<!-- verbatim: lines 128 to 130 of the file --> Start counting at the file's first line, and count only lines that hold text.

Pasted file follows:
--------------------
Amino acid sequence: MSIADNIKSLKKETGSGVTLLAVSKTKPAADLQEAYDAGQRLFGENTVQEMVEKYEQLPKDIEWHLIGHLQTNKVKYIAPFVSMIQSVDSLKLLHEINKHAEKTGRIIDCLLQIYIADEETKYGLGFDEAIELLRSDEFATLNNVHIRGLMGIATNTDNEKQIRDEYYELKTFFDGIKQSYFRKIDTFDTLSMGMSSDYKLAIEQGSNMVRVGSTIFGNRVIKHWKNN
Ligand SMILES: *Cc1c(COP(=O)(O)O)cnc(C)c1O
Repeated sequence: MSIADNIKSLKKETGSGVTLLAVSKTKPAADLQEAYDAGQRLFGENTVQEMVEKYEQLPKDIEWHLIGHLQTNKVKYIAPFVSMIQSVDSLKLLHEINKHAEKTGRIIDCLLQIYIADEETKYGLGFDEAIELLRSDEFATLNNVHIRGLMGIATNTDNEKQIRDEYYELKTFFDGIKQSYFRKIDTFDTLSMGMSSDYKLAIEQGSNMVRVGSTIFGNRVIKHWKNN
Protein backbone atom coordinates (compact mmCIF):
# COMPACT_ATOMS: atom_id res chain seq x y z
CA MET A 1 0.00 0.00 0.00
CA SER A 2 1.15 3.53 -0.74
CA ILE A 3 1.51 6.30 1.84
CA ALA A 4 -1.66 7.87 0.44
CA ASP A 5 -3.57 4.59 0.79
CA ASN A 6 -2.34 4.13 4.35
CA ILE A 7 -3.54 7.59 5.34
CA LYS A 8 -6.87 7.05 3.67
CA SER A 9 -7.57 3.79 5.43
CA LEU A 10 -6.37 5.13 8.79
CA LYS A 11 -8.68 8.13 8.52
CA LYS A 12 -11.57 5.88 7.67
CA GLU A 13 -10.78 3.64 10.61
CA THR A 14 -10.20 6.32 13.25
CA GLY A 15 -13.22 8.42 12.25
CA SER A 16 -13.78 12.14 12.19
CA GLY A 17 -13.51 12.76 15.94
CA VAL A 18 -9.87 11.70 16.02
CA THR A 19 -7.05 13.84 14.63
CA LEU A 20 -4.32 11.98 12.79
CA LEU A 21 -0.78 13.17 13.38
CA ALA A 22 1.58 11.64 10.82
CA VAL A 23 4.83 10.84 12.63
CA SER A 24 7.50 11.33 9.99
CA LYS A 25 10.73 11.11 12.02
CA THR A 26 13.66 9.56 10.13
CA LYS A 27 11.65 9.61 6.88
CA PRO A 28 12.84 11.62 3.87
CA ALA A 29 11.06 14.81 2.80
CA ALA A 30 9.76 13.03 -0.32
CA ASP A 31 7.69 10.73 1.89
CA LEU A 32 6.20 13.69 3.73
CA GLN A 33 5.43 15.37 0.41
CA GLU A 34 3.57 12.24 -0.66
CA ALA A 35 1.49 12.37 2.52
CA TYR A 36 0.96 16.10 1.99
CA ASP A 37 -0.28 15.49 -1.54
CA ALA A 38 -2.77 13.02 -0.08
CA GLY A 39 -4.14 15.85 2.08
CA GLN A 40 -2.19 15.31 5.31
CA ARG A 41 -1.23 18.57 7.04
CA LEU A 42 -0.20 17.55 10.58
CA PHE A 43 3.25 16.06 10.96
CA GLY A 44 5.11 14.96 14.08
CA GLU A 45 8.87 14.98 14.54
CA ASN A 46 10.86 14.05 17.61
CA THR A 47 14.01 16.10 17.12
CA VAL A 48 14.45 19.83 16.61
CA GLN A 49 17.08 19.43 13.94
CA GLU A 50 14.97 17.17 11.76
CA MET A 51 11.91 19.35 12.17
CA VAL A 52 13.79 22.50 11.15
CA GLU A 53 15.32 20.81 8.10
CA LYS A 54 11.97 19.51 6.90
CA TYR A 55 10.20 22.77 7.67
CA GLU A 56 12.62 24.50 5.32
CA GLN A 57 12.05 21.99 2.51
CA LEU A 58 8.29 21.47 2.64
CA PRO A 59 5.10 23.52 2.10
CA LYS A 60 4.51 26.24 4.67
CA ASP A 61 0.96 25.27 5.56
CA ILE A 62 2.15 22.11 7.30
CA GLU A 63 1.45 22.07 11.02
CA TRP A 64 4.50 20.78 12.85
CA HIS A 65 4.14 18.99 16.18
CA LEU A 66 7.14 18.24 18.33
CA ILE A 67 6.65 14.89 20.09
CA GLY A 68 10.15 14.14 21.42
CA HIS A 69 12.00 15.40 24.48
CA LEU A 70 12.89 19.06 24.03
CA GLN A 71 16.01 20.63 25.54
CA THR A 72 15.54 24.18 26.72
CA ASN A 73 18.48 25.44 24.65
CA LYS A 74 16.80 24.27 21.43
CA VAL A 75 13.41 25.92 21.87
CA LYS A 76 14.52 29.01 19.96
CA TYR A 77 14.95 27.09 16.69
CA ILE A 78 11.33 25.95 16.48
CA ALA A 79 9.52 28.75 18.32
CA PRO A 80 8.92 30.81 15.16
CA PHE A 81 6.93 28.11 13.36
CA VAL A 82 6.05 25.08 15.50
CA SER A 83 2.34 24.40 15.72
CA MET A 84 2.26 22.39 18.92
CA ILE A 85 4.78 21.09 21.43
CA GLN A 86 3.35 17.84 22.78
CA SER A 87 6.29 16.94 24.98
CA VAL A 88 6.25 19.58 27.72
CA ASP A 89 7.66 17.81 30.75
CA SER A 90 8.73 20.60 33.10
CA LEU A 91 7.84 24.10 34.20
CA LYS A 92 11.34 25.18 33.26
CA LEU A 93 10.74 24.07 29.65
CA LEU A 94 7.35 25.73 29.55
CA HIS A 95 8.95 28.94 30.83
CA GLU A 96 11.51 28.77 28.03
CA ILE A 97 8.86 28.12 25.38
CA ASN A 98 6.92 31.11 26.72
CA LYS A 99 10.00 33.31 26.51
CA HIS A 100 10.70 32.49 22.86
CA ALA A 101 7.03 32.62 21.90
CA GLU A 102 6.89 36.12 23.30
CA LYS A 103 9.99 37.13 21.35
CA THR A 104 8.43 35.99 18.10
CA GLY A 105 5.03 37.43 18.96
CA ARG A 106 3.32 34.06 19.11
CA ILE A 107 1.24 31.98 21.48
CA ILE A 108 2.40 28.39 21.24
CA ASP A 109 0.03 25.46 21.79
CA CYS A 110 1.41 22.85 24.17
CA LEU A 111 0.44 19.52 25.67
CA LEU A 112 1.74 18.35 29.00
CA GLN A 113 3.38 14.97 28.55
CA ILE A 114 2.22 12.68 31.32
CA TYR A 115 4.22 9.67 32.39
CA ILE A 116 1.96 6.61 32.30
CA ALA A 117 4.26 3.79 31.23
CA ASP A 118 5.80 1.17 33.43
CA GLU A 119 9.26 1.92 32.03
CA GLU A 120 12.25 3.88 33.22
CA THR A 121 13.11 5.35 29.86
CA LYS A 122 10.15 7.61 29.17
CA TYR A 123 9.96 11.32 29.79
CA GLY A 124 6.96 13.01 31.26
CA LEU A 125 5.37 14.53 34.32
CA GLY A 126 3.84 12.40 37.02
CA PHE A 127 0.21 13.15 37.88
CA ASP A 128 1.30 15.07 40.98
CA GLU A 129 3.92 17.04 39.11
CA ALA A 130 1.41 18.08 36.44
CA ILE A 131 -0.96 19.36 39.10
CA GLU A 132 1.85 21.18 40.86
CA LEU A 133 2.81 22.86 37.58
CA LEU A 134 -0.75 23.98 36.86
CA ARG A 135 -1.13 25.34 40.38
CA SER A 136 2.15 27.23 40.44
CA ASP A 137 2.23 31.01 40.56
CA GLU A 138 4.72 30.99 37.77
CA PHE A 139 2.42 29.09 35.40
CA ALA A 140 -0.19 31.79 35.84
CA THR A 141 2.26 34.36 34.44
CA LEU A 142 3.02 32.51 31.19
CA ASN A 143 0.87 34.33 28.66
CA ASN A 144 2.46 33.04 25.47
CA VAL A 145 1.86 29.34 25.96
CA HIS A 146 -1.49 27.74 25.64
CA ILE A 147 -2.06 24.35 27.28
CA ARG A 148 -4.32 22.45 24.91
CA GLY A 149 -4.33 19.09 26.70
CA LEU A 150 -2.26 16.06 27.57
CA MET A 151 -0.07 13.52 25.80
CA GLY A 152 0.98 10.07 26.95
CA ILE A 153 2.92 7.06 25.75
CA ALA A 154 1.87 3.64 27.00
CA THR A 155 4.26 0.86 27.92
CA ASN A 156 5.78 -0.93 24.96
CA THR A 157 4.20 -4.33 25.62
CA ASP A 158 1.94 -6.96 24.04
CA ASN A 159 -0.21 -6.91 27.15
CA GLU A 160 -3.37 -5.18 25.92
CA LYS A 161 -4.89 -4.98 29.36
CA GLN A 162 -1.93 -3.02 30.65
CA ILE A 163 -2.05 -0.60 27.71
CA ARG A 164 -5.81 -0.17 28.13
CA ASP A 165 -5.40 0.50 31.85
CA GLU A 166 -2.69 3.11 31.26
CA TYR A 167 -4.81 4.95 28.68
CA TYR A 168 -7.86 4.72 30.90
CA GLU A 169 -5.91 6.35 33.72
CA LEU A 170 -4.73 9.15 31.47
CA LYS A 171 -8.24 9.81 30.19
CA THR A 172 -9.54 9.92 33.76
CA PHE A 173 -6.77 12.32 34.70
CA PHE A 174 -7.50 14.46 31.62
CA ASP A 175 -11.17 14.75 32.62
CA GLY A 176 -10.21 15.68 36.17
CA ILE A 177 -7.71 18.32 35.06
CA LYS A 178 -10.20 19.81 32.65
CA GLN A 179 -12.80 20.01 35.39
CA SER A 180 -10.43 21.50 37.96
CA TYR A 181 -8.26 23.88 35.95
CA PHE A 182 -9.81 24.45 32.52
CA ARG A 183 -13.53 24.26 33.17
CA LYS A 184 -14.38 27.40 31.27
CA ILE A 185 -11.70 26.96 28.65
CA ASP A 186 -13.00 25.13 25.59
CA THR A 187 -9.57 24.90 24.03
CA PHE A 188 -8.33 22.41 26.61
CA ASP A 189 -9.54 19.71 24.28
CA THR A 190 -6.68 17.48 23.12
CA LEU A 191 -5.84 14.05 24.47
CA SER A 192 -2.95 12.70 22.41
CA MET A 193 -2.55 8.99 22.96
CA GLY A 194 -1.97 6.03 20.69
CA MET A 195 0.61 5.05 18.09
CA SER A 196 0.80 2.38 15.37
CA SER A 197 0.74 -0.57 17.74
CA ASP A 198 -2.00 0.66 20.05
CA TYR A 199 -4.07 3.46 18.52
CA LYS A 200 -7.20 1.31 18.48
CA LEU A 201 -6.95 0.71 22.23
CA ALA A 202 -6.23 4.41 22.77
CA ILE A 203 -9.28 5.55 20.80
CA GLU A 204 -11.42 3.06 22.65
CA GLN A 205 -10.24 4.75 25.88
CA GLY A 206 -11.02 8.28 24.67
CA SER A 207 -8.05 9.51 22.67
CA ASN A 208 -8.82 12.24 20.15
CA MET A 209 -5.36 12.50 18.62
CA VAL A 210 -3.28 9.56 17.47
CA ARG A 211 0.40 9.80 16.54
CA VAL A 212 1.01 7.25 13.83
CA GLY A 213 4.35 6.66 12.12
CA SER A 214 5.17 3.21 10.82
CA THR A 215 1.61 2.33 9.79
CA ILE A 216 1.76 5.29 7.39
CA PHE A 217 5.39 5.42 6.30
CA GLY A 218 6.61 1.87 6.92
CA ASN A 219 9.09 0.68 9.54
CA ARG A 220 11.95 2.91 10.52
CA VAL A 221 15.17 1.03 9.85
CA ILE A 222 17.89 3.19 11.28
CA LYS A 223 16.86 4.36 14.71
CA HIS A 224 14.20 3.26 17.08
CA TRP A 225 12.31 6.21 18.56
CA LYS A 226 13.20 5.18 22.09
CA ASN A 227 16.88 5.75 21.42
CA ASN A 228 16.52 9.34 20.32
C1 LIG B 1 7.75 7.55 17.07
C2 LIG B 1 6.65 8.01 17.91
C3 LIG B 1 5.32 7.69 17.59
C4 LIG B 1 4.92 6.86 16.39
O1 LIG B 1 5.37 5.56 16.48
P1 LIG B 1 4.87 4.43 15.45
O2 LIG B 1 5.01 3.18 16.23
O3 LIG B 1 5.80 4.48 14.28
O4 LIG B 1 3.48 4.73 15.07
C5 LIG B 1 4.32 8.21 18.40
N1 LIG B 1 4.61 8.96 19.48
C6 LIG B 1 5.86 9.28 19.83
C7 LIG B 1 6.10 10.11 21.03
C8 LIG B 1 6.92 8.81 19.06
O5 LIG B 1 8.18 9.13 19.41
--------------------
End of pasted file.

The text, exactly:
CA TYR A 123 9.96 11.32 29.79
CA GLY A 124 6.96 13.01 31.26
CA LEU A 125 5.37 14.53 34.32